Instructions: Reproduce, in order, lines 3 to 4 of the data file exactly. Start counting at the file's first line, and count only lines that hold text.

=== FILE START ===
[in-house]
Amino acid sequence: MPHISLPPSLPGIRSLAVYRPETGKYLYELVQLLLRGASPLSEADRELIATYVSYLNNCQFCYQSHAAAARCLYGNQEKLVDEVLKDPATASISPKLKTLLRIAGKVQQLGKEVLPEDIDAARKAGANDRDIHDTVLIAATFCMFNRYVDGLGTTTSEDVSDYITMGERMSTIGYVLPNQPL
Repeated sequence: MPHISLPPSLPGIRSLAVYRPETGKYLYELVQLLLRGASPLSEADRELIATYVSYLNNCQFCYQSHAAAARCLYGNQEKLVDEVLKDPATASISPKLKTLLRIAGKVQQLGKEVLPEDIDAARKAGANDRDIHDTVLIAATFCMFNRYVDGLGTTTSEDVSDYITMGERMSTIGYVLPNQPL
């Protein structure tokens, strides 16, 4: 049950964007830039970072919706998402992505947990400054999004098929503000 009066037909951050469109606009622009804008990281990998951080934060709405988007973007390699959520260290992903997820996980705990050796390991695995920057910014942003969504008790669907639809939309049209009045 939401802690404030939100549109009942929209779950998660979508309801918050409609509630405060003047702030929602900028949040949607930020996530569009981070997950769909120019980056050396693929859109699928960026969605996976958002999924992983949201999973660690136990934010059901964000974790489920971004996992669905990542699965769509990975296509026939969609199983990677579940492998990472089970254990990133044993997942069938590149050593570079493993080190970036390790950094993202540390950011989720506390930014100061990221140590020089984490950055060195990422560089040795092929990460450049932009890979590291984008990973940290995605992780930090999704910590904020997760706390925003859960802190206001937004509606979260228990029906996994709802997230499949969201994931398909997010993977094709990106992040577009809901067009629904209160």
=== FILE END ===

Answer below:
Repeated sequence: MPHISLPPSLPGIRSLAVYRPETGKYLYELVQLLLRGASPLSEADRELIATYVSYLNNCQFCYQSHAAAARCLYGNQEKLVDEVLKDPATASISPKLKTLLRIAGKVQQLGKEVLPEDIDAARKAGANDRDIHDTVLIAATFCMFNRYVDGLGTTTSEDVSDYITMGERMSTIGYVLPNQPL
């Protein structure tokens, strides 16, 4: 049950964007830039970072919706998402992505947990400054999004098929503000 009066037909951050469109606009622009804008990281990998951080934060709405988007973007390699959520260290992903997820996980705990050796390991695995920057910014942003969504008790669907639809939309049209009045 939401802690404030939100549109009942929209779950998660979508309801918050409609509630405060003047702030929602900028949040949607930020996530569009981070997950769909120019980056050396693929859109699928960026969605996976958002999924992983949201999973660690136990934010059901964000974790489920971004996992669905990542699965769509990975296509026939969609199983990677579940492998990472089970254990990133044993997942069938590149050593570079493993080190970036390790950094993202540390950011989720506390930014100061990221140590020089984490950055060195990422560089040795092929990460450049932009890979590291984008990973940290995605992780930090999704910590904020997760706390925003859960802190206001937004509606979260228990029906996994709802997230499949969201994931398909997010993977094709990106992040577009809901067009629904209160």